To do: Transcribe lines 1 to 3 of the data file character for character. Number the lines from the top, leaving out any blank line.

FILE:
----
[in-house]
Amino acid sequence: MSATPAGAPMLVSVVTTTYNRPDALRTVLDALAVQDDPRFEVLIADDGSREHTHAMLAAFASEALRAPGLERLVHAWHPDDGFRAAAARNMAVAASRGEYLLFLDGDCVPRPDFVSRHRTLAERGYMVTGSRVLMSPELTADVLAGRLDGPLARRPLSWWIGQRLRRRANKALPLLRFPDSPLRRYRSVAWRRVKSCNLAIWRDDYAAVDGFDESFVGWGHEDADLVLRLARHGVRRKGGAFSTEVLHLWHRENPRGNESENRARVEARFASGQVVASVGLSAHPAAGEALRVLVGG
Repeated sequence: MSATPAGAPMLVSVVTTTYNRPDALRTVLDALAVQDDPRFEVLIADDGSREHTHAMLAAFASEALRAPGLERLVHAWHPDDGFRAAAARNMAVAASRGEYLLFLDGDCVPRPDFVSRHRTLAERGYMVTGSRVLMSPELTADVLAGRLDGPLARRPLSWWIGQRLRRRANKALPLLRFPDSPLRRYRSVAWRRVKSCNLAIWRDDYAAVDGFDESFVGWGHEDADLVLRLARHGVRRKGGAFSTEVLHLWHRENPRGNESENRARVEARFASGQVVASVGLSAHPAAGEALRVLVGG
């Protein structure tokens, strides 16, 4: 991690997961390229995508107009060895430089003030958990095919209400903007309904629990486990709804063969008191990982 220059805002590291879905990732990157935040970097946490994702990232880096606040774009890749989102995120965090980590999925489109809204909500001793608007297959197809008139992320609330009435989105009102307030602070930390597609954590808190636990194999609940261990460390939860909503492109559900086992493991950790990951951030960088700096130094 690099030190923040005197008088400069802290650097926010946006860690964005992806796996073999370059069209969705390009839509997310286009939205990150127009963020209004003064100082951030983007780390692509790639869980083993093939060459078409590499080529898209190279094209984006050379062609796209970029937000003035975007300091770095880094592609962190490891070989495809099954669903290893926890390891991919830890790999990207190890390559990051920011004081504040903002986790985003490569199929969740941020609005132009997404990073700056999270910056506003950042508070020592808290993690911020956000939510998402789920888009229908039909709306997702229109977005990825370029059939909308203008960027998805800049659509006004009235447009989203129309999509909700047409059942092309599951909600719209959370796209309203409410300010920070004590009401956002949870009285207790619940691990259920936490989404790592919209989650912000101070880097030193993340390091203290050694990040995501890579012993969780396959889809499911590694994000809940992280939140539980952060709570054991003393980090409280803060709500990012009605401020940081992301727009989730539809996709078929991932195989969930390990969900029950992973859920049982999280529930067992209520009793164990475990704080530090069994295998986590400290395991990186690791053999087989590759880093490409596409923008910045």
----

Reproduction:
[in-house]
Amino acid sequence: MSATPAGAPMLVSVVTTTYNRPDALRTVLDALAVQDDPRFEVLIADDGSREHTHAMLAAFASEALRAPGLERLVHAWHPDDGFRAAAARNMAVAASRGEYLLFLDGDCVPRPDFVSRHRTLAERGYMVTGSRVLMSPELTADVLAGRLDGPLARRPLSWWIGQRLRRRANKALPLLRFPDSPLRRYRSVAWRRVKSCNLAIWRDDYAAVDGFDESFVGWGHEDADLVLRLARHGVRRKGGAFSTEVLHLWHRENPRGNESENRARVEARFASGQVVASVGLSAHPAAGEALRVLVGG
Repeated sequence: MSATPAGAPMLVSVVTTTYNRPDALRTVLDALAVQDDPRFEVLIADDGSREHTHAMLAAFASEALRAPGLERLVHAWHPDDGFRAAAARNMAVAASRGEYLLFLDGDCVPRPDFVSRHRTLAERGYMVTGSRVLMSPELTADVLAGRLDGPLARRPLSWWIGQRLRRRANKALPLLRFPDSPLRRYRSVAWRRVKSCNLAIWRDDYAAVDGFDESFVGWGHEDADLVLRLARHGVRRKGGAFSTEVLHLWHRENPRGNESENRARVEARFASGQVVASVGLSAHPAAGEALRVLVGG